By Nick Brand

A film to watch as entertainment, rather than anything more cerebral, Exodus presents a convincing recreation of what life was possibly like at the time of Moses, for both Egyptians and Hebrews alike. The harsh life for the Hebrew slaves is vividly portrayed, and their humble living quarters is cleverly contrasted with the opulence of pharaoh’s palace.

Set pieces are the selling-point here, and a battle between Egyptians and Hittites is reconstructed magnificently near the beginning of the film, and the sight of the multitudes of soldiers and chariots charging at each other is truly spectacular and gripping, especially in 3D. In fact, throughout this long film, there are many truly epic scenes.

Panoramic views of the countryside are mixed with close ups of the landscape. In 3D, it felt as though you was actually walking across the land itself.

There is such artistry in the filming that even those, like myself, who are familiar with the biblical story, can still enjoy the film and marvel at the amazing special effects which so realistically bring to life those miraculous events, such as the plagues, and the parting of the Red Sea.

Purists will object to the frequent, and sometimes ridiculous, deviations from the actual story as told in the bible, but to be fair, the film adheres fairly closely to the biblical story, and allowances should be made for dramatic affect.

What may be less pardonable, however, for those with religious convictions is that Ridley Scott, the director, fails to portray God in any kind of awesome glory.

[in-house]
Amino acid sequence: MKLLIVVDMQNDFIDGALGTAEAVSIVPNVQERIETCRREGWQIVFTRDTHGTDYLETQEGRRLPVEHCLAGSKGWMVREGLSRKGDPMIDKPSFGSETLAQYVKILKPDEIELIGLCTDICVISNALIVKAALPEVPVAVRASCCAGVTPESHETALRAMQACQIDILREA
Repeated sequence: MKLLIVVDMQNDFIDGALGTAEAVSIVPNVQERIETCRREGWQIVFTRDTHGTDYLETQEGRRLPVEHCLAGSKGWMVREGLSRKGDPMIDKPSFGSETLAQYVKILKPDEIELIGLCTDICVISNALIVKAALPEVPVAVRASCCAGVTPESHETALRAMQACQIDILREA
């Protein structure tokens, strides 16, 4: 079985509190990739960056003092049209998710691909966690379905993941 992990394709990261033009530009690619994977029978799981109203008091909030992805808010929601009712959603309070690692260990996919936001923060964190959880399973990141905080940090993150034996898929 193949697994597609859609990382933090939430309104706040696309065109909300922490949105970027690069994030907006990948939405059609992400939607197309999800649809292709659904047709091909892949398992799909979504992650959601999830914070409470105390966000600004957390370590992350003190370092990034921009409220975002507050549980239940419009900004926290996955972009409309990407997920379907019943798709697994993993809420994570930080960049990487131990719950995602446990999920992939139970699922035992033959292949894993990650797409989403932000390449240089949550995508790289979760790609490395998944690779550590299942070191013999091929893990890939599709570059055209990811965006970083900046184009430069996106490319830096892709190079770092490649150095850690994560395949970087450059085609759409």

God, whom only Moses can see and hear, appears in this film as a rather sinister boy who never ages.

Having failed to liberate the Hebrews using his own military prowess, Moses takes a back seat, and watches while the plagues unfold.

Did the director, Ridley Scott, want to absolve Moses from any guilt relating to the suffering meted out upon the Egyptians? In fact, the boy-God’s actions are denigrated as being capricious by both Moses and pharaoh.

The friendship and subsequent bitter feud between Moses and his brother Ramses, who becomes pharaoh, as well as Moses’ torn loyalties between the Hebrews and the Egyptians, add human interest to the otherwise awesome events portrayed in the film.

The audience can only feel some sympathy for pharaoh, and his personality in this film is not as flawed as one might have expected.

Christian Bale’s Moses is heroic, and certainly a man whom one might admire for his leadership qualities, but denuded of his ability to turn the Nile to blood, or to part the sea with the raise of his arm, he fails to display the divine power one would have expected to witness through him.

Sometimes he is aware of what is about to happen, but his is not the agent through whom they happen.

This film succeeds in presenting the story of the Hebrew’s exodus on a visual and dramatic level, but clearly never intended to satisfy the audience on a religious level.


Movie Review: Exodus - Gods & Kings
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